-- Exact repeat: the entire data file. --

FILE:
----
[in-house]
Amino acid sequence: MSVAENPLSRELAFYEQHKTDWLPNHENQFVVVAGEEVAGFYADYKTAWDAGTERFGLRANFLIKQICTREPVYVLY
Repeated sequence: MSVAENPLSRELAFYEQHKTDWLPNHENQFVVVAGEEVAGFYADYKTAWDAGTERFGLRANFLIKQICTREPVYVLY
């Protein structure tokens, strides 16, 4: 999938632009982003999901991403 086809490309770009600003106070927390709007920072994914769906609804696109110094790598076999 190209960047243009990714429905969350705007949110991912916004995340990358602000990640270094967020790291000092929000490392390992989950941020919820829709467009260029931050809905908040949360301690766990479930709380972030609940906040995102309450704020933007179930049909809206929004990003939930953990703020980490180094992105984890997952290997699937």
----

[in-house]
Amino acid sequence: MSVAENPLSRELAFYEQHKTDWLPNHENQFVVVAGEEVAGFYADYKTAWDAGTERFGLRANFLIKQICTREPVYVLY
Repeated sequence: MSVAENPLSRELAFYEQHKTDWLPNHENQFVVVAGEEVAGFYADYKTAWDAGTERFGLRANFLIKQICTREPVYVLY
């Protein structure tokens, strides 16, 4: 999938632009982003999901991403 086809490309770009600003106070927390709007920072994914769906609804696109110094790598076999 190209960047243009990714429905969350705007949110991912916004995340990358602000990640270094967020790291000092929000490392390992989950941020919820829709467009260029931050809905908040949360301690766990479930709380972030609940906040995102309450704020933007179930049909809206929004990003939930953990703020980490180094992105984890997952290997699937």